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In an increasingly digitalised world, cyber security has become more important than ever. Now, Denmark is establishing a cybertech ecosystem based on existing strengths.

Digitalisation is booming and today it controls everything from the lightbulbs at home to vital infrastructure. And as every organization becomes more and more entangled in digitization, new angles for attacks and breaches emerge.

Kristoffer Buch, Head of Cyber Hub, som er en del af klyngen DigitalLead.

»We’ve rolled out digitalisation faster than we can keep up – and you can see that in security. We need to change the view so that cyber security is something you actively work with and integrate into your product,« says Kristoffer Buch, Head of Cyber Hub, which is a part of the DigitalLead cluster.

Globally, the cyber security market is growing massively these years. Denmark does not yet have a proper ecosystem, but Cyber Hub is changing that. And it is building on the strengths that Denmark already has – including cryptography at Danish universities and links to the general start-up ecosystem.

»Cybersecurity startups are a relatively new field, so there is relatively low awareness. Cybersecurity is still an afterthought for many. The challenge is that you can’t see it on the bottom line until something goes wrong,« says Buch.

A changing market

Although Denmark does not yet have an actual cybertech industry yet, there are several young players in the Danish market that are doing very well. Among them Uniqkey, which with its Access Manager has managed to capture market shares from cyber giants like Lastpass, Duo and Bitwarden.

»Traditionally, IT security has been about restricting employee movement to minimise risk. We’ve built a tool that employees want to use because it makes their workday easier while protecting them and the business,« says Magnus Cohn, Chief Commercial Officer at Uniqkey.

The scaleup itself points to its user-focused approach as a new approach in a market, where everyone expects more from new, digital products.

The number of new digital tools is growing in every business, especially in the wake of the covid-pandemic, where cloud and remote have become more dominant than ever. That’s why it’s also important to have a security solution that supports the many new systems – and thus potential attack points – says Cohn.

»Today, hackers most often gain access to companies’ internal systems by exploiting compromised logins that employees have reused at multiple sites. For this reason, our solution is built on a decentralised structure where we reinforce the company’s external vulnerabilities with strong, unique passwords for all services so that any data breach is severely limited – a bit like having watertight shutters between each service,« he says.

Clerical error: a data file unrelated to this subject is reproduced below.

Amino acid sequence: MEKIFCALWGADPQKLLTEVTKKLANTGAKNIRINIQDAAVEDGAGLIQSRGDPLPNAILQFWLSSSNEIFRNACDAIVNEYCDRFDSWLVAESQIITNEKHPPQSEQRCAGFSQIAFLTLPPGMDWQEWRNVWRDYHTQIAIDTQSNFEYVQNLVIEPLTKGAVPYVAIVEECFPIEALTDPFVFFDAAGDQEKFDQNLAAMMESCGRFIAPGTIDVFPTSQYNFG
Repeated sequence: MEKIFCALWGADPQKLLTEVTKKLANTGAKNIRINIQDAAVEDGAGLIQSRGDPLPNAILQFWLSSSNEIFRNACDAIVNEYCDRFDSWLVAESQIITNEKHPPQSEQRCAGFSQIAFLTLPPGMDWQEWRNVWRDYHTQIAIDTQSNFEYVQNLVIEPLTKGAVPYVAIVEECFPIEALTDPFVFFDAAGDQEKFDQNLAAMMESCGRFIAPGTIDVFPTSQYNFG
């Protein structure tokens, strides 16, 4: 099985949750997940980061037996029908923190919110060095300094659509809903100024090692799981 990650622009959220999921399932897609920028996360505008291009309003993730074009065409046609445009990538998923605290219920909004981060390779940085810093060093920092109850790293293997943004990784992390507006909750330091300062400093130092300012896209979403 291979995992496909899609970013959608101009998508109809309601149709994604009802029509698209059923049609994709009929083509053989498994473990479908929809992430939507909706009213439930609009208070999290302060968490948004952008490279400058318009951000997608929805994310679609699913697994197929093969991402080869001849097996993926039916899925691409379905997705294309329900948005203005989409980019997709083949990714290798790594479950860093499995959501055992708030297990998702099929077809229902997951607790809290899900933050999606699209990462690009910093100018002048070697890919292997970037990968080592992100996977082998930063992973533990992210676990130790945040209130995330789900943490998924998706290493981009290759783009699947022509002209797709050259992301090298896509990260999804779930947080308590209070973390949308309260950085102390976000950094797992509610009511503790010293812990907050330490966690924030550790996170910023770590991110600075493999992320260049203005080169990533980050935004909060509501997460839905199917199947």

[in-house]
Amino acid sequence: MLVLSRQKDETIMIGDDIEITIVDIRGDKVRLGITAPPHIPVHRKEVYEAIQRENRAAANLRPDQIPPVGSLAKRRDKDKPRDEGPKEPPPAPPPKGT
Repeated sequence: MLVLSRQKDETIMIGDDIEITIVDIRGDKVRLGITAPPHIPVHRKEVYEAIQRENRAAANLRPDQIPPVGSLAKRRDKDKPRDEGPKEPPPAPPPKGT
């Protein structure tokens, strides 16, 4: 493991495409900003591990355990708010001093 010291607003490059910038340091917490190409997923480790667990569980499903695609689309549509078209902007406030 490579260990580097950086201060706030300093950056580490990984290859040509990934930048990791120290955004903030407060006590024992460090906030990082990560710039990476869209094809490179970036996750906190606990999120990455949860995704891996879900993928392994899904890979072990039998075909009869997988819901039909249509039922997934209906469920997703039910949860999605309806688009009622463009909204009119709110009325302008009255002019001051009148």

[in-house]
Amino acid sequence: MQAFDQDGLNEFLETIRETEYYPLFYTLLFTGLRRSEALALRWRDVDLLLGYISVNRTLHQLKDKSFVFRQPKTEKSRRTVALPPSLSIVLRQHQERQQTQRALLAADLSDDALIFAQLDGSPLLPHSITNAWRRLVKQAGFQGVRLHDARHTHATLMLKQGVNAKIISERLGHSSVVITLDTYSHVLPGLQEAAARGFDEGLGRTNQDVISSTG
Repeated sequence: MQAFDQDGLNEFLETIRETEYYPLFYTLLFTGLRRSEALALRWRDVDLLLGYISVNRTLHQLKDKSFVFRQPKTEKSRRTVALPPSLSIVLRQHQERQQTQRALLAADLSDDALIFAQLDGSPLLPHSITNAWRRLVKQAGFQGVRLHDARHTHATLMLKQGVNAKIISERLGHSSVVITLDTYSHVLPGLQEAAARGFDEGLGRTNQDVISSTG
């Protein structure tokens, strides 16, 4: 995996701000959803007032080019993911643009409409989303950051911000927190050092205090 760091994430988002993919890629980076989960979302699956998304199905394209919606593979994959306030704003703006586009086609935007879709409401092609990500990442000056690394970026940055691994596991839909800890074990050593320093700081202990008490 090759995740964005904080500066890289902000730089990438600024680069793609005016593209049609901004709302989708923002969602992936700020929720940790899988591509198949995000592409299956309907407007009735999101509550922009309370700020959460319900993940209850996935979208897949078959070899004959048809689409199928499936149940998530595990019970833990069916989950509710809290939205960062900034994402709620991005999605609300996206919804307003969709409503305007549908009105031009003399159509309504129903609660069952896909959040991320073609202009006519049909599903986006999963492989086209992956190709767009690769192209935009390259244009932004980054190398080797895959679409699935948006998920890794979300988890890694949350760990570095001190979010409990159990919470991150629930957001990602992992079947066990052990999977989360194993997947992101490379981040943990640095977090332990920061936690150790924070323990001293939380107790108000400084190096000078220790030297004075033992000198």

Security is coming

Modern businesses need to be able to adopt new IT products at a fast pace if they want to remain competitive. That’s why Magnus Cohn from Uniqkey believes that solutions like theirs will only become more necessary.

»The approach today is an old paradigm based on this idea that the hacker is sitting in a basement with a hoodie over his head and decides to hack a certain company. Today the approach is different. They hack a system with a large userbase, and because we reuse passwords across services, one set of work email and password gives access to other services that could be an entry point,« he says.

In the wake of GDPR, personal data has become an important issue for companies across industries. Kristoffer Buch of Cyber Hub believes the same will happen in cyber security.

»There will be a big tipping point at which cybersecurity becomes a selling point for all kinds of businesses. At some point, there will also be tougher motivators in the form of regulation and legal requirements, and then there will be a paradigm shift,« says Buch.

Cyber Hub has seen a positive development in the cybertech field in Denmark in recent years but wants to motivate more entrepreneurs to get involved in the field. The train is coming, and he believes Denmark has the potential to become a strong player.

»What you can say about the ecosystem is, that it is based on a country that has a high degree of digitalisation and some values we are also trying to start establishing as a Danish strength – for example, sustainability, trust and also an ethical and moral position in the world,« he says.

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